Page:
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What would be the politics of Christ?

Sometimes I hear Christians say that they don't want to hear politics from the preacher in the pulpit. It makes me wonder why they don't want to hear the gospel.

AymerAfter all, much of what Jesus said and did was a response to the political realities facing the people of Israel 2,000 years ago when they were under the brutal thumb of the Roman Empire. And one of the responses of the followers of Jesus was specifically political. It was to adopt the three-word confession "Jesus is Lord." Which meant that Caesar wasn't Lord.

Two visiting scholars talked about all of that last weekend at Village Presbyterian Church in Prairie Village, Kan. I was able to hear only the Friday evening speaker, the Rev. Dr. Margaret Aymer, (pictured here) a professor of New Testament studies at Austin Presbyterian Theological Seminary in Texas. So I missed what the Rev. Dr. Carolyn Helsel, assistant professor of homiletics at Austin, had to add to the subject on Saturday.

But the event was a reminder of the way religion and politics inevitably have things to say to one another. And it was a reminder to try to understand the original context in which sacred scripture was written. If we miss that we miss a lot.

Much of the time the words of Jesus were a critique of the unjust, compassionless Roman rule under which the people of Israel chafed. As Aymer noted (quoting New Testament scholar Warren Carter, who used to teach at St. Paul School of Theology in Kansas City), only about two percent of the population in the Holy Land at the time could have been considered reasonably well off and part of the elite. The other 98 percent often had no idea where their next meal was coming from and had to work extraordinarily hard just to survive.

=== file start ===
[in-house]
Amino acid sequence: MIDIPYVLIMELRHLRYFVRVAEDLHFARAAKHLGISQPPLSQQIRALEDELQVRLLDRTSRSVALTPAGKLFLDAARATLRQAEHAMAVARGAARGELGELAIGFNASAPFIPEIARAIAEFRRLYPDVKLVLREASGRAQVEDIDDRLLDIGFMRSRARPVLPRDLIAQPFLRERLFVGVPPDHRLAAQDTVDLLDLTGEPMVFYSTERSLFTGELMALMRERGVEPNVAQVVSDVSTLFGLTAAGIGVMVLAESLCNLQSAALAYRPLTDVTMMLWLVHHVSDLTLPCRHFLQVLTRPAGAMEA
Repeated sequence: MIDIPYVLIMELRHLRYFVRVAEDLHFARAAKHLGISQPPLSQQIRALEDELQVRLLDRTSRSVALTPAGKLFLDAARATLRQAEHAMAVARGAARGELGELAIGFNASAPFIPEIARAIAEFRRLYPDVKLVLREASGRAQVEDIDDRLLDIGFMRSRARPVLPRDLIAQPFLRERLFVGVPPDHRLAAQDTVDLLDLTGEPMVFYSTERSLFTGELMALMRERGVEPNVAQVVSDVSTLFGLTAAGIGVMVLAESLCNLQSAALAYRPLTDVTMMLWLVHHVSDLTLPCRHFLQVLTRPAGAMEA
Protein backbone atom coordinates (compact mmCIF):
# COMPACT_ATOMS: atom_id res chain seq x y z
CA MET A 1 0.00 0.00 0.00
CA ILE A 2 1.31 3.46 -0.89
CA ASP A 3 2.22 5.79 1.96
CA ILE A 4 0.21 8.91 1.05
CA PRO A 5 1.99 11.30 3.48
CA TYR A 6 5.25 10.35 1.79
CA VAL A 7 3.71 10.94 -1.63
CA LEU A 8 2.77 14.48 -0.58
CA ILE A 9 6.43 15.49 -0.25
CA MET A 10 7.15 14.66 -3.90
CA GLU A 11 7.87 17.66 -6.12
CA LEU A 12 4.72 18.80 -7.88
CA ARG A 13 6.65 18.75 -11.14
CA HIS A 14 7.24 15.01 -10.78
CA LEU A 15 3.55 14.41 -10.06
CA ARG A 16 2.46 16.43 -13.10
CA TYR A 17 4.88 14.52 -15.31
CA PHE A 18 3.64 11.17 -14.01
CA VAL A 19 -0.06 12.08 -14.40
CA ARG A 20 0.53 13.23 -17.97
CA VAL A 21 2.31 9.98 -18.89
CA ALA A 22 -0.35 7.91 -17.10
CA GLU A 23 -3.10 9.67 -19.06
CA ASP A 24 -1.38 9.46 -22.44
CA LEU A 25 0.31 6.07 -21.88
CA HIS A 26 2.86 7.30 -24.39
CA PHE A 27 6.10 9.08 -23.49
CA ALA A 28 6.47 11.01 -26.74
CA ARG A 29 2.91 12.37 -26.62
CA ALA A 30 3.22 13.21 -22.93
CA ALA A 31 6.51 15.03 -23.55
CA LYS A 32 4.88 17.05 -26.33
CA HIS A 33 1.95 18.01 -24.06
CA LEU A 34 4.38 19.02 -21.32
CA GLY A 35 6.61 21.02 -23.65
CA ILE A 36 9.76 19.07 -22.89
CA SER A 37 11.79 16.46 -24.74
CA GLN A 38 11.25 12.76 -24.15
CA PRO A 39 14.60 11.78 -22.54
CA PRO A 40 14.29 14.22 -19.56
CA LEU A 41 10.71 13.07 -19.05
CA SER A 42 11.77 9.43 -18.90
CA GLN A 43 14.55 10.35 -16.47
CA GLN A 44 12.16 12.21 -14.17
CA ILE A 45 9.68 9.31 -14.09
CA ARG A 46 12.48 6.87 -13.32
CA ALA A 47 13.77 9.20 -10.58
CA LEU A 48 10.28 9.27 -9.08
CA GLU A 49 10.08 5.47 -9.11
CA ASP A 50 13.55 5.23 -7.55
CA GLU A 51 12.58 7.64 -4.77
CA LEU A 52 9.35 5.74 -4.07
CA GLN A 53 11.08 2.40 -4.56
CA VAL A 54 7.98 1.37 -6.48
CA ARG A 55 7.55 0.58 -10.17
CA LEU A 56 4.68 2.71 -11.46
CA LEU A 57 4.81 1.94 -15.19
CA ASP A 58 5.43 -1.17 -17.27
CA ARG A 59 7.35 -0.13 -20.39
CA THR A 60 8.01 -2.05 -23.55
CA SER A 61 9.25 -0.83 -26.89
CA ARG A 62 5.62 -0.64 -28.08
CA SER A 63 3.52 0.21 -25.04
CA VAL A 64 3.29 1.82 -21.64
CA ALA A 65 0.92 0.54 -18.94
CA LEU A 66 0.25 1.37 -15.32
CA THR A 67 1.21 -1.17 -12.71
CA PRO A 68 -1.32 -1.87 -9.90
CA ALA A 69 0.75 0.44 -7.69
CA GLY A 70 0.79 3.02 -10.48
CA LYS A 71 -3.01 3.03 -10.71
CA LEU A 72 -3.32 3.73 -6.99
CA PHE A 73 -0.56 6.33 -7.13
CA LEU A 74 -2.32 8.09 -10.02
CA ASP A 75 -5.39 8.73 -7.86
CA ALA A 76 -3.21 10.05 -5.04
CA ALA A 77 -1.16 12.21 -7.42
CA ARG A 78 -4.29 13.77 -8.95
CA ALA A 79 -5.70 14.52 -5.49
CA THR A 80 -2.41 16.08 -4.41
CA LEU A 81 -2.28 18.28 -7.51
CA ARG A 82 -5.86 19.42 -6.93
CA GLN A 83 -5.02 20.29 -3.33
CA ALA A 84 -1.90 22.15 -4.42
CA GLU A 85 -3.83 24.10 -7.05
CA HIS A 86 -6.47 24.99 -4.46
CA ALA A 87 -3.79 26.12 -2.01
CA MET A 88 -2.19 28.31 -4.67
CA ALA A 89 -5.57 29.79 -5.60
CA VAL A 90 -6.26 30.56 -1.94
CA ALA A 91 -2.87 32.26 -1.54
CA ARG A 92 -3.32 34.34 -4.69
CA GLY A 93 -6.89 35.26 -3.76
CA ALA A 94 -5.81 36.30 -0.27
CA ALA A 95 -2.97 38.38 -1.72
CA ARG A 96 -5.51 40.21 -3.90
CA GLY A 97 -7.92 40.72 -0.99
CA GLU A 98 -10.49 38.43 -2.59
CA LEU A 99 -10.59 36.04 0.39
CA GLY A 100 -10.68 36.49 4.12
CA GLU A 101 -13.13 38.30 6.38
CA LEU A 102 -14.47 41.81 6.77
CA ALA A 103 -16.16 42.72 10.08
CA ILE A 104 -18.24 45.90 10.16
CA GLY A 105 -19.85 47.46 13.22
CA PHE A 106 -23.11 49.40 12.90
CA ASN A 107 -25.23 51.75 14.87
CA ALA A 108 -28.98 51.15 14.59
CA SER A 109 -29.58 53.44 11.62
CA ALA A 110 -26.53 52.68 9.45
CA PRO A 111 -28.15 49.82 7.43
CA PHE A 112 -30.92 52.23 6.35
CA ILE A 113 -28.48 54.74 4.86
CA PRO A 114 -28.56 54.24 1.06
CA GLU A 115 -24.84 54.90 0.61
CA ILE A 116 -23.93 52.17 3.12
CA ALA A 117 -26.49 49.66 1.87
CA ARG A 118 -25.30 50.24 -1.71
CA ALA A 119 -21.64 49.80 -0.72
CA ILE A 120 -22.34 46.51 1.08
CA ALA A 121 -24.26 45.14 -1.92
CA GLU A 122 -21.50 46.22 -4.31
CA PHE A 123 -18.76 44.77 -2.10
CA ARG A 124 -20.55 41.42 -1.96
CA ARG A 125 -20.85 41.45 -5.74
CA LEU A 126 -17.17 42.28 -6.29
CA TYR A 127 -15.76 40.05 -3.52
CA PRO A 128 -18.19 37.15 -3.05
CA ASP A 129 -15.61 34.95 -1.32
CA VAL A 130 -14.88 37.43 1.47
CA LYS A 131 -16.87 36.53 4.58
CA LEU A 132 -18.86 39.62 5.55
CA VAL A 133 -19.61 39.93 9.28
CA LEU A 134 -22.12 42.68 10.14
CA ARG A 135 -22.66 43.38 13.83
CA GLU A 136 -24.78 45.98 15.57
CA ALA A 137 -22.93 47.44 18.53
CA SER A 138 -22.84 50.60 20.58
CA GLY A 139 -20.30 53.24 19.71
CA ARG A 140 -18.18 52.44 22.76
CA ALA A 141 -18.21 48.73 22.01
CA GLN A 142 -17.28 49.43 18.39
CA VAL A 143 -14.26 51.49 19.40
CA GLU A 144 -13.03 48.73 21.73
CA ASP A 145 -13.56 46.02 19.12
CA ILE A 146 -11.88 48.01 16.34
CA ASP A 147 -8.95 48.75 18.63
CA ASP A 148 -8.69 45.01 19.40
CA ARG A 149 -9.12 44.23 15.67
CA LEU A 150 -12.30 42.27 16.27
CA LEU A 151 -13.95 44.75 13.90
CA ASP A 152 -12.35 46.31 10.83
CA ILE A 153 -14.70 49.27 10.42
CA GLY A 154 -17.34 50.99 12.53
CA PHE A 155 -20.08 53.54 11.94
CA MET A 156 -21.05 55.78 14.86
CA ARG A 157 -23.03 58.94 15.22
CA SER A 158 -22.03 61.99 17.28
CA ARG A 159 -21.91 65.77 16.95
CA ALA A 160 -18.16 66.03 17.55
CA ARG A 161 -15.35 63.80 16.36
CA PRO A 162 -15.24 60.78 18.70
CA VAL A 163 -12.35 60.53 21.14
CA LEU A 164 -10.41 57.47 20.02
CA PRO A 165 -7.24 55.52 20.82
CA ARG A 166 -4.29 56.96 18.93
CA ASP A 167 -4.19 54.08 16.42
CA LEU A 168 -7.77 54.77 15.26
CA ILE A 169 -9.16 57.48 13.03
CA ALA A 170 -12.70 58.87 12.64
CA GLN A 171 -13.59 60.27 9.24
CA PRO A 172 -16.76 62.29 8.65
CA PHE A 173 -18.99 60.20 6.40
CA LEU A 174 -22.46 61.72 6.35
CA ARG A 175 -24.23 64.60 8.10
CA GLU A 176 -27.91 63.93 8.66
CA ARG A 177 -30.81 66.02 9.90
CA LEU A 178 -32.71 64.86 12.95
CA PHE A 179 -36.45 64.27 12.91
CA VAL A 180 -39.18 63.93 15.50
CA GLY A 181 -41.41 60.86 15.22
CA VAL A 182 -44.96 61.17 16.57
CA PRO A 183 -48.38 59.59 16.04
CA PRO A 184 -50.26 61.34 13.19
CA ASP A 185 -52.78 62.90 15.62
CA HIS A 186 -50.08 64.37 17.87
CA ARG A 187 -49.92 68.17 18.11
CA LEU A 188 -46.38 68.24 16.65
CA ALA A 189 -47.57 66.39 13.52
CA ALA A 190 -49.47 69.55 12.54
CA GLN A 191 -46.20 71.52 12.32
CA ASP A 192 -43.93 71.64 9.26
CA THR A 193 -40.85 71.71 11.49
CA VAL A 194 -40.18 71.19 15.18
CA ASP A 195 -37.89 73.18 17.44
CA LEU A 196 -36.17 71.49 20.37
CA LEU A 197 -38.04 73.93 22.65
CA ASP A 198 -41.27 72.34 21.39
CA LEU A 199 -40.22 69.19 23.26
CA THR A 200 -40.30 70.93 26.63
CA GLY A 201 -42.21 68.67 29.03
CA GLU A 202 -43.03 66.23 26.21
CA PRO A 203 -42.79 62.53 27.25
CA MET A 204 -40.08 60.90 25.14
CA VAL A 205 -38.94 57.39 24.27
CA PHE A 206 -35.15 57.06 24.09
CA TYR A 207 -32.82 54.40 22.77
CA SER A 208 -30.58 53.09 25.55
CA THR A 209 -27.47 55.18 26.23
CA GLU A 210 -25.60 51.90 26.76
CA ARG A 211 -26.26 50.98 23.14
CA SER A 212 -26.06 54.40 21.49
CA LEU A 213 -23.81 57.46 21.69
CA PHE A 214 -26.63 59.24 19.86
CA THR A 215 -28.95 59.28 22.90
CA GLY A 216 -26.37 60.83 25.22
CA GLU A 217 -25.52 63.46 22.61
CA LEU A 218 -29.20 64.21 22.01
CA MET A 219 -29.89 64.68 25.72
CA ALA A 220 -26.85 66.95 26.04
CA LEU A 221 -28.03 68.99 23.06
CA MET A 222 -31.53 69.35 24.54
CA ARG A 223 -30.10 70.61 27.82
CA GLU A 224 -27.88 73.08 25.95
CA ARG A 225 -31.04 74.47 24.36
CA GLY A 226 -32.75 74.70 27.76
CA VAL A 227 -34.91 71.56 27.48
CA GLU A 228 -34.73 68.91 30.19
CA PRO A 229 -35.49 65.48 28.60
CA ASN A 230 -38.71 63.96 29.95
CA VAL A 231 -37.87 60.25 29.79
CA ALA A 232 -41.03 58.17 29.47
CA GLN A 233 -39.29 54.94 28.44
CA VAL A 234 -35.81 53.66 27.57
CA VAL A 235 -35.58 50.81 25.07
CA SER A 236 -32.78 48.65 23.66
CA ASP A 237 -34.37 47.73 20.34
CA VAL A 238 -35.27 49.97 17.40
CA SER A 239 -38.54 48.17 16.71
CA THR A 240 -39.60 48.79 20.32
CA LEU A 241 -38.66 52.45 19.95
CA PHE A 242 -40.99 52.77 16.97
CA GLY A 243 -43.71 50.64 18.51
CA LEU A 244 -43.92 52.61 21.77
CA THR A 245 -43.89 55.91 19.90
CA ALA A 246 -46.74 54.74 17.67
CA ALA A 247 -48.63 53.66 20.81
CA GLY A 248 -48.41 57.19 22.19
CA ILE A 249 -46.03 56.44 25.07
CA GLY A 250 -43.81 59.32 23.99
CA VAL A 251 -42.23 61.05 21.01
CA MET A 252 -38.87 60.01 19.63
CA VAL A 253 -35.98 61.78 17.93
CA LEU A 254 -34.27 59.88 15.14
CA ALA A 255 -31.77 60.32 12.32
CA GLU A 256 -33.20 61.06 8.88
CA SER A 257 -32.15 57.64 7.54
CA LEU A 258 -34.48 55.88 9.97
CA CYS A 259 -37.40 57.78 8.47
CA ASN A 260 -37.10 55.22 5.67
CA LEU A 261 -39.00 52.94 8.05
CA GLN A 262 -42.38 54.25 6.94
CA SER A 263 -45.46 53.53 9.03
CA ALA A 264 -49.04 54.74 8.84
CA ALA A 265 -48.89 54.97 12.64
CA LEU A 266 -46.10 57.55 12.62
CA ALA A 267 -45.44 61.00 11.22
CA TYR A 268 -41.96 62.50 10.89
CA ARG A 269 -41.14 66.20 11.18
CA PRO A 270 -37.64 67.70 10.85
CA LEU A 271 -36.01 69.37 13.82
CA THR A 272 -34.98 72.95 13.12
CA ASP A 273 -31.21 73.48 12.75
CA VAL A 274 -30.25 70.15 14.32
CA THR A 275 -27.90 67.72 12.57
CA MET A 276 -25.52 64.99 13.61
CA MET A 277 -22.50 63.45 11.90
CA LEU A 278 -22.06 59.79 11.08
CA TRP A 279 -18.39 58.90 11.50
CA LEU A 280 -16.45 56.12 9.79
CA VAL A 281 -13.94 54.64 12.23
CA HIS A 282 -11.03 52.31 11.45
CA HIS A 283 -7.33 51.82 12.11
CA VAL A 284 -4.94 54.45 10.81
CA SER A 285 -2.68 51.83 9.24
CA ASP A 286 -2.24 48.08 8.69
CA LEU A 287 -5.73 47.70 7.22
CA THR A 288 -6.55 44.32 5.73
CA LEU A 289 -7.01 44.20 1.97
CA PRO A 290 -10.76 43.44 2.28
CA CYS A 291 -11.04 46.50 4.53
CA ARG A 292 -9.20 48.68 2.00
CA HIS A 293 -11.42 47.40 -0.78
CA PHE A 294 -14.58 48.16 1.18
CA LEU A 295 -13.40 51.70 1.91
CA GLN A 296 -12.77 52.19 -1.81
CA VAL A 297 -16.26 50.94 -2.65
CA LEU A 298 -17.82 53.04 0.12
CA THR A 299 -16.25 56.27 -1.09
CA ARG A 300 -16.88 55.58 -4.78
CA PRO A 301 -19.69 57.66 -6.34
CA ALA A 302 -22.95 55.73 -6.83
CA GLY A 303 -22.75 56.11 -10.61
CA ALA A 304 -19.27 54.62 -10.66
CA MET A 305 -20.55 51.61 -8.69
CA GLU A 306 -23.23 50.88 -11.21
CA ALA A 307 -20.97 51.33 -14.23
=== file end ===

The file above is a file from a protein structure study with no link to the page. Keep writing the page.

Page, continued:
So when Jesus urged concern for the poor, sick and needy, his words were a criticism of the economic and social systems in place under Roman rule. That's politics. When he healed people it was a critique of the health care system. That's politics.

And in the story of Jesus being tempted by the devil in the wilderness, Aymer said, Satan's offer to give Jesus control of all the kingdoms of the world was, in effect, a claim that Satan actually controlled those kingdoms and that they were his to give. If that's not a political statement, it's hard to imagine what might be.

Aymer noted that the religious elite of Jerusalem at the time were elite not because they were religious but because they were collaborating with the Roman thugs in charge.

Much the same could -- and should -- be said of the people today who identify as Christian evangelicals and who have become elite insiders in support of the Trump administration. In fact, as I've said before several times here and elsewhere, those religious elites have, in effect, abandoned their religious and moral beliefs so that they can be part of Trump's elite. It's sad and it produces revulsion not just of evangelical Christianity but of religion generally.

None of this is to say that today's sermons should be partisan and naked campaign speeches for this or that candidate, of cause. Rather, it is to say that it's hard to imagine an effective sermon that isn't in some way political. And if it isn't, why preach it?

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A UNITED METHODISTS' SPLIT DEVELOPMENT

The documents needed for the official now-inevitable schism of the United Methodist Church are moving through channels in advance of the denomination's May General Conference gathering in Minneapolis. This split, rooted in how scripture is read pertaining to LGBTQ+ issues, is one more result of some people reading the Bible literally as opposed to reading it seriously. Sigh.

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P.S.: A few days ago here on the blog I mentioned that Rolls-Royce was offering owners of its car a chance for a private Mass with Pope Francis for about $155,000. Just FYI, in case you were tempted, that offer has been canceled. (If you were tempted, shame on you. But would you let me ride in your Rolls?)

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ANOTHER P.S.: If you are part of a congregation that will be gathering this weekend, here's a link from the Centers for Disease Control and Prevention for congregational leaders to help them know what, if anything, to do about the coronavirus issue.

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